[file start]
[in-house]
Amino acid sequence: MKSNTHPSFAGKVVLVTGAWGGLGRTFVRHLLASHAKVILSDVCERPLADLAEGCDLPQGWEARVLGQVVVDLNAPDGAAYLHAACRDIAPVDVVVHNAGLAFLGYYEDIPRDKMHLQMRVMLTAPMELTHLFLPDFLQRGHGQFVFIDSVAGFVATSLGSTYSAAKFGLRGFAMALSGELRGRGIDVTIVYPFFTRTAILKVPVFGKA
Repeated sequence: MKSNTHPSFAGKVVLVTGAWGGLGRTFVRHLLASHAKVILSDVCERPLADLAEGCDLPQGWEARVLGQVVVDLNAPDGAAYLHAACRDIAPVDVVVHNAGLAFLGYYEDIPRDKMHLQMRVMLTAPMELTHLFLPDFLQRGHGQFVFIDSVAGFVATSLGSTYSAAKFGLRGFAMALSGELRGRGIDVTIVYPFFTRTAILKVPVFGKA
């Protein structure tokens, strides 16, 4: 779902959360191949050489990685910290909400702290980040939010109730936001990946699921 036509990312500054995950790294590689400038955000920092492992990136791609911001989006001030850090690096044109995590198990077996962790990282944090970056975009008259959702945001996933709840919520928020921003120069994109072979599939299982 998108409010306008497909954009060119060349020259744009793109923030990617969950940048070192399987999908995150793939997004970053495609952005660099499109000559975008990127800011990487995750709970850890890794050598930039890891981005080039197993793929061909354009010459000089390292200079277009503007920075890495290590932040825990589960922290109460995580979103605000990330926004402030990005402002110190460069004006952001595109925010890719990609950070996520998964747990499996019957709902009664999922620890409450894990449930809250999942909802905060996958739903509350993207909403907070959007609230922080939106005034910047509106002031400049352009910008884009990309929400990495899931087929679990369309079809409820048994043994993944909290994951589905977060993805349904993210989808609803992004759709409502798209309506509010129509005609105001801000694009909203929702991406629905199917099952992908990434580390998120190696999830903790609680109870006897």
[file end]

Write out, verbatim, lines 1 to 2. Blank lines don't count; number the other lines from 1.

[in-house]
Amino acid sequence: MKSNTHPSFAGKVVLVTGAWGGLGRTFVRHLLASHAKVILSDVCERPLADLAEGCDLPQGWEARVLGQVVVDLNAPDGAAYLHAACRDIAPVDVVVHNAGLAFLGYYEDIPRDKMHLQMRVMLTAPMELTHLFLPDFLQRGHGQFVFIDSVAGFVATSLGSTYSAAKFGLRGFAMALSGELRGRGIDVTIVYPFFTRTAILKVPVFGKA